Like the police officers who put forty-one bullets into the innocent body of Amidou Diallo were building on vast prior analytical experience.
This stuff is very tricky and, I believe, almost inextricably biased.
Both Gladwell and Goldberg obviously have a contribution to make, and Gladwell's book is flying off the shelves. Good on him. But the vast silence in this review (and, I am guessing, in both books) regarding the long gender studies component to left-brain-right-brain research seems more than merely curious. It seems disturbing.
But that could just be women's intuition.
You can read Halpern's review here: http://www.nybooks.com/articles/17954
Saturday, April 23, 2005
Jes A Li'l Bit Down About the State Of The Nation Just Now
"Dear Ms. Peacebang:Thank you for your e-mail, and I look forward to reviewing and responding as soon as I can. Unfortunately, due to the high volume of mail I receive daily and the press of Senate business, your response may be regrettably delayed. In the meanwhile, you may find my website at http://frist.senate.gov to be helpful, as I endeavor to post my positions on most major policy issues there regularly along with other information of interest.Again, thank you for contacting me and know that I always appreciate hearing from you!Sincerely,William H. Frist, M.D.Majority LeaderUnited States Senate"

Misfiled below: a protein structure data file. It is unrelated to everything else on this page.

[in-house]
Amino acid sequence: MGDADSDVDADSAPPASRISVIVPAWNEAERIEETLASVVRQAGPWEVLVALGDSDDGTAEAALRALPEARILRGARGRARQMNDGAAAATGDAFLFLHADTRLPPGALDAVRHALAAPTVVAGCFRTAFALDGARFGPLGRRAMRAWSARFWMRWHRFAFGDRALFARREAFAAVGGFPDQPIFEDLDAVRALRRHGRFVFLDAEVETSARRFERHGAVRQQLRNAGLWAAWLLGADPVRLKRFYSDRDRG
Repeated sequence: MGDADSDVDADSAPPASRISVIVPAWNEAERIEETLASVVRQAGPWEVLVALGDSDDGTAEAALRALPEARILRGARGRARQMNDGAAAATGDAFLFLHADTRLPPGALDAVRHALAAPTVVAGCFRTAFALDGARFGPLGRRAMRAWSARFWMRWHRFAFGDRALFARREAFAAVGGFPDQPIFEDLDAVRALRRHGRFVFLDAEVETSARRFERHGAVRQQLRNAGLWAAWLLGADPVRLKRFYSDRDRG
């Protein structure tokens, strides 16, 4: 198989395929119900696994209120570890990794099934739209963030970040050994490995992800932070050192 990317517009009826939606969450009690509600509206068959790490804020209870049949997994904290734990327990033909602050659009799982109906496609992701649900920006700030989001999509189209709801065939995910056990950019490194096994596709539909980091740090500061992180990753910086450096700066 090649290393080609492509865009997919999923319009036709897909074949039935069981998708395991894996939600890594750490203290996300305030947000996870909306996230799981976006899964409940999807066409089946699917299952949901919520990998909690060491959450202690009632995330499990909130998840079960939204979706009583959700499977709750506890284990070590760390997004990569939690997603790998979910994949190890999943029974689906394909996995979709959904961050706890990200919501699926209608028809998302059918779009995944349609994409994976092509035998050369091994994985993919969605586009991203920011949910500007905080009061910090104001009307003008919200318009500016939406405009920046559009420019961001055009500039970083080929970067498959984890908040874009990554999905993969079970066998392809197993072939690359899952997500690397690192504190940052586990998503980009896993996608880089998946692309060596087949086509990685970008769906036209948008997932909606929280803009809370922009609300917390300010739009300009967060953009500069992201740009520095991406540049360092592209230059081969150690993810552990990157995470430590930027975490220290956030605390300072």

I love these form e-mail replies. It's perhaps the most depressing part of activism: to get a polite form letter in response to your scathing letter expressing outrage against one more disgrace against our democracy. Why don't they just be honest?
"Dear Ms. Peacebang.... we could actually care less about your futile, mewling little liberal complaints from bright blue Massachusetts, where you can marry all the gay couples you want to and drive all the Toyota Prius's you can afford (which we know is only one, if that), because we have all the power and all the money and all the corporate buddies we'll ever need to own this country and most of the planet until long after your bones have become dust, and then we'll find your grave and hold a picnic on it and laugh and laugh until the very planet collapses around us, and when it does we'll still be laughing at your worthlessness and powerlessness.... mwa ha ha ha ha!!!!!!!! MWA HA HA HA HA! Love and kisses, Billy F."